It takes only 1 trip to the Kruger National Park of South Africa to not only fall in love with nature, but to learn from it. The immense animal kingdom of the savannah has many lessons to teach us, if only we take the time to listen. From leopards to lizards, here’s what I learned in my 4 days of immersion:

You always have a role to play. The food chain and natural order make for a complex system, but they ultimately teach that every organism has a part to play in the health of the environment. In my trip, we witnessed a leopard eating a small impala whilst nestled in a tree, as well as a hyena begging for scraps and vultures watching closely. This single interaction displays the ultimate fact of the wild: in every situation, there are role players.

The leopard is the predator, the impala the prey, and the vultures and hyena the clever scavengers. In the human world, I believe the principal is the same. Whilst we don’t have roles like predator or prey, we have titles such as mother, friend, listener and mentor. In every situation we have a role to play, and I believe that accepting that role brings us one step closer to peace. If you are a friend, you must accept that your role is to support. If you are a mother, you must accept that your role is to love. In the same way that a predator doesn’t feel guilty for playing its role in nature, we should accept our roles in our relationships and organisations.

Patience is always rewarded. The morning after the leopard’s kill, we found the same cat eating the last remains in a new tree, surrounded by hyenas on all sides. They had been waiting the whole night for something to eat. The leopard did not willingly share anything, although it couldn’t help that it accidently dropped a leg onto the floor through a misplaced bite. The hyenas immediately relished the opportunity and found themselves full. A whole night of waiting finally reaped a reward. There were surely many moments where even the hyena doubted its luck, but eventually its patience was rewarded. At the end of the day, it’s patience that will grant us happiness.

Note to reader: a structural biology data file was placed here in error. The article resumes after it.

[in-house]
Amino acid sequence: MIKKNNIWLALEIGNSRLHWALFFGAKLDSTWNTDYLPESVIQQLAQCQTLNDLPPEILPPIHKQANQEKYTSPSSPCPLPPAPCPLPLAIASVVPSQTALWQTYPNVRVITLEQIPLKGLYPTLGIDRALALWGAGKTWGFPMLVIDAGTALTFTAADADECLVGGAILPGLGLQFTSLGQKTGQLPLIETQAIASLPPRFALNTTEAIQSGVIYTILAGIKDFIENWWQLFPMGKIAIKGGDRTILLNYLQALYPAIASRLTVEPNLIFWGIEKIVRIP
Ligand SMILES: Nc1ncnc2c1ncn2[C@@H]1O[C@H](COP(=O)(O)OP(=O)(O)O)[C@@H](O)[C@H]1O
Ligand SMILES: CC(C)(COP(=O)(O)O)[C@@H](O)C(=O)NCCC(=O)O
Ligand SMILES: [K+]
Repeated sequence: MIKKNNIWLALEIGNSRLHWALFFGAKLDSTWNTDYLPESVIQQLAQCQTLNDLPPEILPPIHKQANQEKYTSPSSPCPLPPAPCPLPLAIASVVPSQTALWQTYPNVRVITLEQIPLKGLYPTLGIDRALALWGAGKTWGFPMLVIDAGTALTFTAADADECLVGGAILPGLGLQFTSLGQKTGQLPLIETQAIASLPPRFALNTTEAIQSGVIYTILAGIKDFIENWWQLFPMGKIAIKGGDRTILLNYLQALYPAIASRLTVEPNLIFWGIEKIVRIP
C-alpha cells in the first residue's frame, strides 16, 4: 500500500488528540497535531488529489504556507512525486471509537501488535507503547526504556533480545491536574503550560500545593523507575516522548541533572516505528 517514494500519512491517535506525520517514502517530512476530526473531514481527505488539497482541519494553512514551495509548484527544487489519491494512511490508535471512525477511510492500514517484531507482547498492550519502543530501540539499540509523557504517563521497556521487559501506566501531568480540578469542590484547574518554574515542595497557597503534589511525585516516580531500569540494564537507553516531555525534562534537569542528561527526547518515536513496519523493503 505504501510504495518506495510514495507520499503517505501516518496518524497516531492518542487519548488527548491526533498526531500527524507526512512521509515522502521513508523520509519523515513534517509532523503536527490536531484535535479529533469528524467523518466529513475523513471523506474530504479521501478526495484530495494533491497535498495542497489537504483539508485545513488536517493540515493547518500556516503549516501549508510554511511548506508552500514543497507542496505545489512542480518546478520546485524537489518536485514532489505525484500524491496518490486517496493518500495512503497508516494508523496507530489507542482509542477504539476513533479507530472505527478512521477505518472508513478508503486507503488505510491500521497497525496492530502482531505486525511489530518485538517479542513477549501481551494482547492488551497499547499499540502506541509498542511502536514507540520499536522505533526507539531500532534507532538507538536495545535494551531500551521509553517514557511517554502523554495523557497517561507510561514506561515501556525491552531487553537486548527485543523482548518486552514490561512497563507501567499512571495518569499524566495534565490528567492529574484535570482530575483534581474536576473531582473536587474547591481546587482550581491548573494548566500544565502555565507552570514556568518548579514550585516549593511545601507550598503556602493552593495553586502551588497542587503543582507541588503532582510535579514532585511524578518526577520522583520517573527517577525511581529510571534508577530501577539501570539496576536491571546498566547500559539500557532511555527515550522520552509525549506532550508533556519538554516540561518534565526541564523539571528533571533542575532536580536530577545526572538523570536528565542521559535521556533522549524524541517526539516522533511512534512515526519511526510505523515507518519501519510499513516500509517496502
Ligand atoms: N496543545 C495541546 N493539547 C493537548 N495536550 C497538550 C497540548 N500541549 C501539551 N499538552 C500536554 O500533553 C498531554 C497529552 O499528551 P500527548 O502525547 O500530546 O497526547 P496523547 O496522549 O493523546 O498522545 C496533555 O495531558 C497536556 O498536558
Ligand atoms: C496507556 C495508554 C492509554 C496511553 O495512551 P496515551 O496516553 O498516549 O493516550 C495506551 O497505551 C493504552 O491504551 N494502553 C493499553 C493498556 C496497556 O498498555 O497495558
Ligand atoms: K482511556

With the right people, anything is possible. A pride of lions had been stalking an unsuspecting heard of buffalo for nearly 2 days. We arrived on the scene with 4 lions confronting a bull on one of the main roads of the reserve. The buffalo had chosen their strategy well: the mothers had gone ahead with the youngest, whilst the strong bulls separated into groups to ward off their predators. With teamwork, the group of young bulls chased away the lions and granted their herd safety. In life, few things can be done alone. A lone buffalo would’ve easily fallen prey to the pride, but as a group they protected each other. In the same way we as humans must build our own herds. We must choose people who will protect us and love us in the face of danger, otherwise we’re easy prey as well.

Written by Gabrielle Coetzee